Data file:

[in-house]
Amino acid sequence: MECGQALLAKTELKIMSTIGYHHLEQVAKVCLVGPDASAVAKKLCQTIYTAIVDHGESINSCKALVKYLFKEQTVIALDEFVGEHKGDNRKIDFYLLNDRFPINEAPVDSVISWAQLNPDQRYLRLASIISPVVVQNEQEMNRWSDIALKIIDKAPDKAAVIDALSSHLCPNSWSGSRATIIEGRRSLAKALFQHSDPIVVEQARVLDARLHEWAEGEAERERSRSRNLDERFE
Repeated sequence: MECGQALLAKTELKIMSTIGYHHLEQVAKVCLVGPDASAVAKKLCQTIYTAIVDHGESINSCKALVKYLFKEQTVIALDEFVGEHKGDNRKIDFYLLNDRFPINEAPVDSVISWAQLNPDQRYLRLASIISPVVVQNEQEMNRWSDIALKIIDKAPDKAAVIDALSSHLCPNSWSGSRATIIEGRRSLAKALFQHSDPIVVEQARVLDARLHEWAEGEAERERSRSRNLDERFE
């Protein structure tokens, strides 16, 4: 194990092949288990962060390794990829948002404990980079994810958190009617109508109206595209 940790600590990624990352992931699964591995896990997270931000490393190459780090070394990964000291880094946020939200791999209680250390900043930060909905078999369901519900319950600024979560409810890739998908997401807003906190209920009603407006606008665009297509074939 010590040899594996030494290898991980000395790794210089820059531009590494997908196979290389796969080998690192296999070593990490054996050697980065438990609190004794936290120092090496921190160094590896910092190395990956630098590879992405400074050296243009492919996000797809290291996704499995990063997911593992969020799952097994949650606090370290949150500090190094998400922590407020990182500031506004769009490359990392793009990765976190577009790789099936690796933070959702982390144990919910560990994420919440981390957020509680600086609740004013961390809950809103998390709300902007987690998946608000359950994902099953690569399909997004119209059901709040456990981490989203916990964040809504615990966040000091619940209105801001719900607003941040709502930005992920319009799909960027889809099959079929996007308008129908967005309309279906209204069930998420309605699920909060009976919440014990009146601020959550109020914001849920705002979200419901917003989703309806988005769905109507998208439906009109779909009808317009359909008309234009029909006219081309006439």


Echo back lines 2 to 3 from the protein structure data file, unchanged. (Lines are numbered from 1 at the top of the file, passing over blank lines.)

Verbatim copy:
Amino acid sequence: MECGQALLAKTELKIMSTIGYHHLEQVAKVCLVGPDASAVAKKLCQTIYTAIVDHGESINSCKALVKYLFKEQTVIALDEFVGEHKGDNRKIDFYLLNDRFPINEAPVDSVISWAQLNPDQRYLRLASIISPVVVQNEQEMNRWSDIALKIIDKAPDKAAVIDALSSHLCPNSWSGSRATIIEGRRSLAKALFQHSDPIVVEQARVLDARLHEWAEGEAERERSRSRNLDERFE
Repeated sequence: MECGQALLAKTELKIMSTIGYHHLEQVAKVCLVGPDASAVAKKLCQTIYTAIVDHGESINSCKALVKYLFKEQTVIALDEFVGEHKGDNRKIDFYLLNDRFPINEAPVDSVISWAQLNPDQRYLRLASIISPVVVQNEQEMNRWSDIALKIIDKAPDKAAVIDALSSHLCPNSWSGSRATIIEGRRSLAKALFQHSDPIVVEQARVLDARLHEWAEGEAERERSRSRNLDERFE